The focus of these case studies is the direct, common-sense approach that a Lockheed Martin manager took to retain a valued employee who thought he would need to retire as his disability progressed. The manager's rejection of the employee's plan to retire and subsequent advocacy for assistive technology and adaptive equipment resulted in the employee choosing to remain on the job and continue to perform at a high level. It was a win-win for the employee and Lockheed Martin.
Case Study: A Small Investment Yields Big Gains
Some time ago, Frank Lombardi thought his career at Lockheed Martin Corporation (LMC) was over. A progressively debilitating neurological condition called Charcot-Marie-Tooth (CMT) was starting to negatively affect his ability to perform certain physical tasks in his 13-year role as a senior-level security professional. Lombardi was diagnosed with CMT in 1996, not long after the birth of his daughter, Elena. The condition is most often diagnosed in adolescence, but the appearance of symptoms is frequently delayed until adulthood.
While doctors told Lombardi that his condition could eventually take away his ability to walk, that knowledge only encouraged him to do more- and to encourage others to do the same.
"I don't want anybody to feel sorry for me," he said. "Having a chronic, progressive illness like CMT makes every minute of every day a challenge. However, in order to survive it, I have reconditioned myself to deal with my progressive loss of ability by celebrating my remaining abilities."
Reluctantly, Lombardi left his security leadership position for a less strenuous personnel security job. Eventually, he made his way to the Regional Recruiting Center (RRC) for the Washington, D.C., Metropolitan Area, interviewing candidates for security clearance eligibility.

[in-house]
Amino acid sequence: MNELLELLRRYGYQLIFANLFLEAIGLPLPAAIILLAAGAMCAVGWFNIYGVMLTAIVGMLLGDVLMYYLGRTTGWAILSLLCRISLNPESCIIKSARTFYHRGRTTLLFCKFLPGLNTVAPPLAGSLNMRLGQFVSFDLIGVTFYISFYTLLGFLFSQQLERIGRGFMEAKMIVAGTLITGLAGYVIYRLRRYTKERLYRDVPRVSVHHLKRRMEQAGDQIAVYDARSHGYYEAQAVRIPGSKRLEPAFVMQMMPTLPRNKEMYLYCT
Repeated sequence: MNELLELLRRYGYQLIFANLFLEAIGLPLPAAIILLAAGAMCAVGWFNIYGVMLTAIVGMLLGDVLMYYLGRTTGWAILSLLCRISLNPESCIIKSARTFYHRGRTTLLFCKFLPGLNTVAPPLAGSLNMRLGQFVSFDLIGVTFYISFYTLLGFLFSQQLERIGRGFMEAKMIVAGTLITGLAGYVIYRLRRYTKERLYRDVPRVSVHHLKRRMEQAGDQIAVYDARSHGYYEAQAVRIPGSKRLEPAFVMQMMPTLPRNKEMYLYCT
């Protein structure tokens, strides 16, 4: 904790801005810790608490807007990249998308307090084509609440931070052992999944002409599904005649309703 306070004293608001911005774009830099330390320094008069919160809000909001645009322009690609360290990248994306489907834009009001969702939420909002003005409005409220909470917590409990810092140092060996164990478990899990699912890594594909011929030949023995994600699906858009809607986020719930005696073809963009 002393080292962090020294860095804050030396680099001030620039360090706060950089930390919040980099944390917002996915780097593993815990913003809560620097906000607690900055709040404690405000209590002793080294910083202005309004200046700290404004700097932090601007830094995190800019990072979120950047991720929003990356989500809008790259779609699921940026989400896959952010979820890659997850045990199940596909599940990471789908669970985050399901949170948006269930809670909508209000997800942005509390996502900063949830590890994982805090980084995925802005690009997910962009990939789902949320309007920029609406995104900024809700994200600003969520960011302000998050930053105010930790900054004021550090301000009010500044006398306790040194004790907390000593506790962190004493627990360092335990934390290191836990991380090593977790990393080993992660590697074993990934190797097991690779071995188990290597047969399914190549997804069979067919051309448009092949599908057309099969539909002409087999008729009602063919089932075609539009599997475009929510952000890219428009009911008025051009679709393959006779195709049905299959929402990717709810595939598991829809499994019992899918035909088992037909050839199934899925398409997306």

As his condition progressed, Lombardi began to experience severe levels of pain and fatigue that affected his ability to remain on his feet for extended periods of time. After considering all his options, he figured early retirement was his only choice. But the RRC Operations Manager at the time had other ideas.
"When I went to my manager and said 'I think I'm going to have to retire,' he said 'What would it take to keep you here?' Those were some of the best words I had ever heard."
The RRC Operations Manager worked with his chain of command and Frank's chain of command to purchase a scooter to help keep him off his feet while he continued to perform. "Frank's dedication and technical expertise are unmatched. He has a great sense of humor and is an inspiration to his co-workers because of the dignity and professionalism with which he performs his duties," said Operations Manager. "The 'fix' to enable Frank to remain a productive employee was easy, and to me, didn't really amount to any specific accommodation - just the right, common-sense thing to do. "Lombardi points to his conversation with the Operations Manager as a major turning point in his life, both professionally and personally.